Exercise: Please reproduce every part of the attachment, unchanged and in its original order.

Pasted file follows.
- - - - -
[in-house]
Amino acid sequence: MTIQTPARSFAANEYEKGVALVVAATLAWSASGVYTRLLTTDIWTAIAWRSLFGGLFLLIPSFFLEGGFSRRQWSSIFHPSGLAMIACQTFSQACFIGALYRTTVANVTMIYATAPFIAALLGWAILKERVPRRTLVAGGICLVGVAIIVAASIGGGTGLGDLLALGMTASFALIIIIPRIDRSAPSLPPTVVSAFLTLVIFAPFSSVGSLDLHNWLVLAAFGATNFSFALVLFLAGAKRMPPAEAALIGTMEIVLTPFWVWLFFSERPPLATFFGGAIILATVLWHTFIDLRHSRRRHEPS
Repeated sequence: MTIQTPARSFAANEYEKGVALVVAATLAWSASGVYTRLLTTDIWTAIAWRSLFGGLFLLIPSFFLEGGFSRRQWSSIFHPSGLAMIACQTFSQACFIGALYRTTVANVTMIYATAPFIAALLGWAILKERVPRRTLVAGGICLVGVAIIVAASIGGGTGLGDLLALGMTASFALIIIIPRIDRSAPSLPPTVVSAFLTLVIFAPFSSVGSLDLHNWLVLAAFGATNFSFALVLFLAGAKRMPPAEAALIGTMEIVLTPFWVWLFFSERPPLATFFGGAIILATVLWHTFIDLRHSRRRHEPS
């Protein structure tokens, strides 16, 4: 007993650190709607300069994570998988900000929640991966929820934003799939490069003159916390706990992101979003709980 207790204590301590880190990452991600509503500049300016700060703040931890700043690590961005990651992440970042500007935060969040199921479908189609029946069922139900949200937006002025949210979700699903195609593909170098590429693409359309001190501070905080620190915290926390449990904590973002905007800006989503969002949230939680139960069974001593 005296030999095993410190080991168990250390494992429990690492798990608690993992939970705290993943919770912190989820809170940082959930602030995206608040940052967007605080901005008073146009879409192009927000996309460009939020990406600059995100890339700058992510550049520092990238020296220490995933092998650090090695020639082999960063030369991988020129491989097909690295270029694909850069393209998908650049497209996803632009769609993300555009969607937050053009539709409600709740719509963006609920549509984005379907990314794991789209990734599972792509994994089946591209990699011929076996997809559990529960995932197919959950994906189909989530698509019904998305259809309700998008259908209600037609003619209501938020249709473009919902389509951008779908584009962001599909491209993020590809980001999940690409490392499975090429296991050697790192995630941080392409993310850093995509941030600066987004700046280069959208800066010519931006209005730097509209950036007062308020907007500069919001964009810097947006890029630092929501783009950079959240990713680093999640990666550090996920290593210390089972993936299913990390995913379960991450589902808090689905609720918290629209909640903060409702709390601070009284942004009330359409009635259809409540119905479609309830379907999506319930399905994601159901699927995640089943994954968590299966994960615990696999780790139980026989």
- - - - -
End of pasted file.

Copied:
[in-house]
Amino acid sequence: MTIQTPARSFAANEYEKGVALVVAATLAWSASGVYTRLLTTDIWTAIAWRSLFGGLFLLIPSFFLEGGFSRRQWSSIFHPSGLAMIACQTFSQACFIGALYRTTVANVTMIYATAPFIAALLGWAILKERVPRRTLVAGGICLVGVAIIVAASIGGGTGLGDLLALGMTASFALIIIIPRIDRSAPSLPPTVVSAFLTLVIFAPFSSVGSLDLHNWLVLAAFGATNFSFALVLFLAGAKRMPPAEAALIGTMEIVLTPFWVWLFFSERPPLATFFGGAIILATVLWHTFIDLRHSRRRHEPS
Repeated sequence: MTIQTPARSFAANEYEKGVALVVAATLAWSASGVYTRLLTTDIWTAIAWRSLFGGLFLLIPSFFLEGGFSRRQWSSIFHPSGLAMIACQTFSQACFIGALYRTTVANVTMIYATAPFIAALLGWAILKERVPRRTLVAGGICLVGVAIIVAASIGGGTGLGDLLALGMTASFALIIIIPRIDRSAPSLPPTVVSAFLTLVIFAPFSSVGSLDLHNWLVLAAFGATNFSFALVLFLAGAKRMPPAEAALIGTMEIVLTPFWVWLFFSERPPLATFFGGAIILATVLWHTFIDLRHSRRRHEPS
């Protein structure tokens, strides 16, 4: 007993650190709607300069994570998988900000929640991966929820934003799939490069003159916390706990992101979003709980 207790204590301590880190990452991600509503500049300016700060703040931890700043690590961005990651992440970042500007935060969040199921479908189609029946069922139900949200937006002025949210979700699903195609593909170098590429693409359309001190501070905080620190915290926390449990904590973002905007800006989503969002949230939680139960069974001593 005296030999095993410190080991168990250390494992429990690492798990608690993992939970705290993943919770912190989820809170940082959930602030995206608040940052967007605080901005008073146009879409192009927000996309460009939020990406600059995100890339700058992510550049520092990238020296220490995933092998650090090695020639082999960063030369991988020129491989097909690295270029694909850069393209998908650049497209996803632009769609993300555009969607937050053009539709409600709740719509963006609920549509984005379907990314794991789209990734599972792509994994089946591209990699011929076996997809559990529960995932197919959950994906189909989530698509019904998305259809309700998008259908209600037609003619209501938020249709473009919902389509951008779908584009962001599909491209993020590809980001999940690409490392499975090429296991050697790192995630941080392409993310850093995509941030600066987004700046280069959208800066010519931006209005730097509209950036007062308020907007500069919001964009810097947006890029630092929501783009950079959240990713680093999640990666550090996920290593210390089972993936299913990390995913379960991450589902808090689905609720918290629209909640903060409702709390601070009284942004009330359409009635259809409540119905479609309830379907999506319930399905994601159901699927995640089943994954968590299966994960615990696999780790139980026989």